Presentation on theme: "Managing MLA Documentation: It’s Not That Tedious"— Presentation transcript:
1Managing MLA Documentation: It’s Not That Tedious Writing WorkshopManaging MLA Documentation:It’s Not That Tedious
2What is a Parenthetical Citation? MLA style requires the writer to point to the source from within the text (rather than with a footnote or endnote).Specifically, the citation to the source appears in an abbreviated fashion inside parentheses.
3Parenthetical Citations The parenthetical citation may appear at the end of a sentence.The author of Strengths Finder explores the idea of “the strengths zone” (Rath 11).
4Parenthetical Citations The parenthetical citation may appear at the end of several sentences that all point to the same outside source.In the chapter on untapped talents, Rath says, “Far too many people spend a lifetime headed in the wrong direction. They go not only from the cradle to the cubicle, but then to the casket, without uncovering their greatest talents and potential” (30).
5Parenthetical Citations The parenthetical citation may appear at the end of a paragraph when all the sentences in that paragraph point to an outside source.(Smith 406).
6Parenthetical Citations Parenthetical citations must appear even when all the words are yours but the idea or data comes from your research.Read again! This is important! If you do not give proper credit, you are guilty of plagiarism.
7Parenthetical Citation/Works Cited Connection The parenthetical citation leads the reader directly to the Works Cited entry for the source; the Works Cited entry is where more information about the source is available.Parenthetical Citations/Works Cited Page – they go together.
8Example: Parenthetical Citation Quotations are best used when the source's words are "especially vivid" (Moore 87). Put the author's last name and the page number(s) in the parenthetical if you have that information.
9Signal PhraseWhen a signal phrase is used (that is, the author is named in your sentence), only the page number needs to appear in the parenthetical.signal phraseGrammar guru Tyler Moore tells us to use quotations only when they are "especially vivid" (87).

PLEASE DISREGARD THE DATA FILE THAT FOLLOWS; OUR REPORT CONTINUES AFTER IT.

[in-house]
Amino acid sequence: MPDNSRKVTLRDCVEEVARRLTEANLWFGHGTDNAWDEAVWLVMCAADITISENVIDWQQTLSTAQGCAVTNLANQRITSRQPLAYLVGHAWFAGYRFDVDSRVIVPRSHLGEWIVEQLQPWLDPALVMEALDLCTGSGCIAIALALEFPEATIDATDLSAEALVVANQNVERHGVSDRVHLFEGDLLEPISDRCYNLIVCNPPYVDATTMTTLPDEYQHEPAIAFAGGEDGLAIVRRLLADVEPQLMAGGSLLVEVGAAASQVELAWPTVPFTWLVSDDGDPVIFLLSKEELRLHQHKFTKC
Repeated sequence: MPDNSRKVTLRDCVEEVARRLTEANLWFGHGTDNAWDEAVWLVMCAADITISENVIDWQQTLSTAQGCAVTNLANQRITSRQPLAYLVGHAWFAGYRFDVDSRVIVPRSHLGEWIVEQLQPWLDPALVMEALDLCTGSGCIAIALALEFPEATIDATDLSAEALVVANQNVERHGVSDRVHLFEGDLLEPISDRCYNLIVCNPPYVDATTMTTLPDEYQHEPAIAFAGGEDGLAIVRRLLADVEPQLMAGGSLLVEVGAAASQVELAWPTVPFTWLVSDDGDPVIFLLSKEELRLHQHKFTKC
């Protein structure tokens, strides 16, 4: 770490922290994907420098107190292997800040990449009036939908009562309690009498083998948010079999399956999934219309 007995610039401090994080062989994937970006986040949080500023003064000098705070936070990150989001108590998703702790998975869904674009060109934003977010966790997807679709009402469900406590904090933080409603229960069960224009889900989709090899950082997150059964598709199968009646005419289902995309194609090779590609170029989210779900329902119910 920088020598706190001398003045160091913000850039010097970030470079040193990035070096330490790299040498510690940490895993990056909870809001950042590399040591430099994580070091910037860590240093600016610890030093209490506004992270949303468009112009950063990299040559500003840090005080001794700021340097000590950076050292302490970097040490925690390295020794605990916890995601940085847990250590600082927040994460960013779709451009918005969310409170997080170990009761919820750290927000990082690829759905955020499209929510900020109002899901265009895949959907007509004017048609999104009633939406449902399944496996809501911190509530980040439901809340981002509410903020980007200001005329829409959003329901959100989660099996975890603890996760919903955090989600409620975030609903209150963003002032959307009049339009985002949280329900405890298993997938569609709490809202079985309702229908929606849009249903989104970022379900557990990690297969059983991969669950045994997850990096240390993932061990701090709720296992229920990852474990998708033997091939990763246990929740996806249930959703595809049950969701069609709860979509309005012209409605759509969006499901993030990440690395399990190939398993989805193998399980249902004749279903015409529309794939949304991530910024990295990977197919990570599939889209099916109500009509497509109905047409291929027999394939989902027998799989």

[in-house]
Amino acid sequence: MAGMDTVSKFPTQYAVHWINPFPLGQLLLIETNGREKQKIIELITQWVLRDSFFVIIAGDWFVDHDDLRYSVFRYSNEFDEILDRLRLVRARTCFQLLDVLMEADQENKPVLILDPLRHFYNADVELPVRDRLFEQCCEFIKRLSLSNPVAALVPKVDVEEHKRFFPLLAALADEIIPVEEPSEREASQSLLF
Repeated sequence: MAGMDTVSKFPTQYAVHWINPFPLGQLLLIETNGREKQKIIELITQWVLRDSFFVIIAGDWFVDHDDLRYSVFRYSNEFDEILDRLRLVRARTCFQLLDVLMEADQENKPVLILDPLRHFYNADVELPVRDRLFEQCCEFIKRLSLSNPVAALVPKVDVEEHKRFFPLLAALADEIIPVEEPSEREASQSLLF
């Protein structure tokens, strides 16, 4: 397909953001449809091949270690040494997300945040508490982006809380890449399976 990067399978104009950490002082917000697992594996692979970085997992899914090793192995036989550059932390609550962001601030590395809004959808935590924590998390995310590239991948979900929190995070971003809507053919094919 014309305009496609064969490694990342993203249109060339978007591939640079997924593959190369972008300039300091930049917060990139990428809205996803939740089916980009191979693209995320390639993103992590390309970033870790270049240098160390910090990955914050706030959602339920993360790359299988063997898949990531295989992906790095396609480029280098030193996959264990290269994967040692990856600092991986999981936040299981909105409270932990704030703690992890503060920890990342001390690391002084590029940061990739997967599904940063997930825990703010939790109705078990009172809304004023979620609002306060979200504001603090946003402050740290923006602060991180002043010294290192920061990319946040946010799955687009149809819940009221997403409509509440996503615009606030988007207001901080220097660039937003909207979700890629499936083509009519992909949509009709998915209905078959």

10Don’t . . .Don't use "p." or "pp." In MLA style, the number in the parenthetical refers to pages.Don't use a comma between the author's last name and the page number. Use one space.
11Always Cite SourceBe sure to cite the original source, even if you don't quote any of it. Paraphrasing is a good thing!Quotations should be used only when they are particularly memorable or powerful (Moore 87).
12Works CitedYou may research many sources — 20 or 30 — but the Works Cited page includes only those sources you cite in your paper.
13Sample Works Cited Entry Bacon, Francis. "The Four Idols." A World of Ideas: Essential Readings for College Writers. 6th ed. Ed. Lee A. Jacobus. Boston: Bedford, Print.
14Do’s and Don’tsDouble-space the Works Cited page, just like you do the rest of the paper.Begin the first line of each entry at the left margin.Indent all subsequent lines of the entry one tab (5 spaces).
15Do’s and Don’tsAlphabetize Works Cited entries by the first word in each entry (usually the author's last name. If the first word is a title beginning with an article (a, an, the), alphabetize by the second word.)Do not number the entries.
16Many Kinds of Sources Use various kinds of sources – Books Journals Newspaper articlesInternet sourcesLibrary subscription databases
17Many Kinds of Sources Formatting is not the same for each entry on the Works Cited page. Consult your handbook.
18Follow ModelsGood places to look for models of the various types of Works Cited entries:Handbook – Diana Hacker’s A Writer’s Reference